by Liz Clark, LPS Staff Correspondent
SCULPTORS and clinical specialists have teamed up in the United
Kingdom to design and make models that could revolutionise surgical
education and training. And the results are unique soft-tissue
simulators that allow a range of diagnostic and therapeutic
procedures to be thoroughly and realistically practised without using
any living creatures.
Life-size, with the look, feel and colour of real tissue, there are
models for various medical disciplines.
For example the face allows students to recognise and
learn about treatments for a wide variety of skin lesions, including
basal cell carcinomas, malignant melanomas, cysts and warts. A number
of procedures, including the removal of some lesions and the planning
of incisions, can be performed on the model, that has a soft muscular
structure and eyes.
Among the models for use in minor surgery workshops are ingrowing
toe-nails that closely mimic inflamed toes and allow a range of
procedures to be undertaken. There is also a model of a varicose-vein
leg and an intramuscular pad on which students can practise giving
The company, called Limbs and Things, was established in 1990 by
medical artist Margot Cooper, who is a world leader in the design and
production of models and simulators for medical education and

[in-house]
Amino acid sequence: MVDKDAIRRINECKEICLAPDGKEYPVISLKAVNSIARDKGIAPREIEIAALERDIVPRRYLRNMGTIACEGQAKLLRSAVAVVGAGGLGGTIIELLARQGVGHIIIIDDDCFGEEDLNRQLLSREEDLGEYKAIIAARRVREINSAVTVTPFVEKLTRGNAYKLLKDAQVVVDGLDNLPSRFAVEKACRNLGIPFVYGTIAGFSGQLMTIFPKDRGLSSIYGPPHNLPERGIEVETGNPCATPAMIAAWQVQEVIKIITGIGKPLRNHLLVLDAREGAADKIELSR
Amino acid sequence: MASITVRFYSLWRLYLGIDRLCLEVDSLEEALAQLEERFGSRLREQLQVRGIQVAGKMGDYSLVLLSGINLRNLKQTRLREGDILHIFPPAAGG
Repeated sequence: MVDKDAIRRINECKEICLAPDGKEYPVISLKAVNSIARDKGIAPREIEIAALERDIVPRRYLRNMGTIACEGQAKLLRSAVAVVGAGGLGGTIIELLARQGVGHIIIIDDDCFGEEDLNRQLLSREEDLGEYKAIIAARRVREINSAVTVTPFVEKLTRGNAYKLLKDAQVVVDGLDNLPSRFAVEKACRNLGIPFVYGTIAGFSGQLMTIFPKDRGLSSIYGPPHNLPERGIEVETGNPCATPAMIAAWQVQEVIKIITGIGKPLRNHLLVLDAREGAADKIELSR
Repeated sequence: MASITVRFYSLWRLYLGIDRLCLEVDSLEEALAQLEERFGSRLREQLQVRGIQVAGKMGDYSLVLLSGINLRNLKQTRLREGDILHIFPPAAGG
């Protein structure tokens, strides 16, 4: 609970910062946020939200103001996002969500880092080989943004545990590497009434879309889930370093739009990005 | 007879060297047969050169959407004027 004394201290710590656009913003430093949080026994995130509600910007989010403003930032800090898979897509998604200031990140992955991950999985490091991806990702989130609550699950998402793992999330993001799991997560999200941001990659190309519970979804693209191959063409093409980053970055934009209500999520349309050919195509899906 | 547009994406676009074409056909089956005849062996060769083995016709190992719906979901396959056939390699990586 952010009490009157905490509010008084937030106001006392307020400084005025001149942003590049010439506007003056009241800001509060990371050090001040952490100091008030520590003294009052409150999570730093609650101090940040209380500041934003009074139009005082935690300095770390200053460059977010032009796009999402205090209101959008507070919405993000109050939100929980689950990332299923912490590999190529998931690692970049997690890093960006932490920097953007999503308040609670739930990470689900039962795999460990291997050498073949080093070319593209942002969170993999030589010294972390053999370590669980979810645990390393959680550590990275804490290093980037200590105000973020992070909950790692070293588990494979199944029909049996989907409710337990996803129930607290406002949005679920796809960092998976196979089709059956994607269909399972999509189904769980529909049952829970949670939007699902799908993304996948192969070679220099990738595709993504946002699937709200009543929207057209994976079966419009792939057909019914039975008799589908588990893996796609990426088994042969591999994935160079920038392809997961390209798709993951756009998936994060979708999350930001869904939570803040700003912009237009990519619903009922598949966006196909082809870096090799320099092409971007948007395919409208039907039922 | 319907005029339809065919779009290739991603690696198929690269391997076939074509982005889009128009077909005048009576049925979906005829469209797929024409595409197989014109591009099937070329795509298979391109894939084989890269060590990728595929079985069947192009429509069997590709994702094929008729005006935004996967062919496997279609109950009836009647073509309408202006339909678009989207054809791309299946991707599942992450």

Products made by the company based in Bristol, western England, are
now being used all over the world. They include many organs and areas
of the body that can become affected by conditions and diseases,
including the pelvis, abdomen and chest.
The company's first model of a heart was developed especially for two
leading British specialists and was presented at the Cardiac Surgery
Conference at London's Heart and Lung Institute last year. The
objectives of the model were to demonstrate a certain heart
condition, atrial septal defect, to allow a patch to be stitched on
to the defect and removed, so the model could be re-used. Further
prototypes are now being developed incorporating other pathological
All the company's models result from close collaboration with doctors
and surgeons during the evaluation stages of development. It is a
tried and tested method as it has been proved that evolution through
several levels of prototype often leads to conclusions that would not
have been envisaged at the beginning of a project.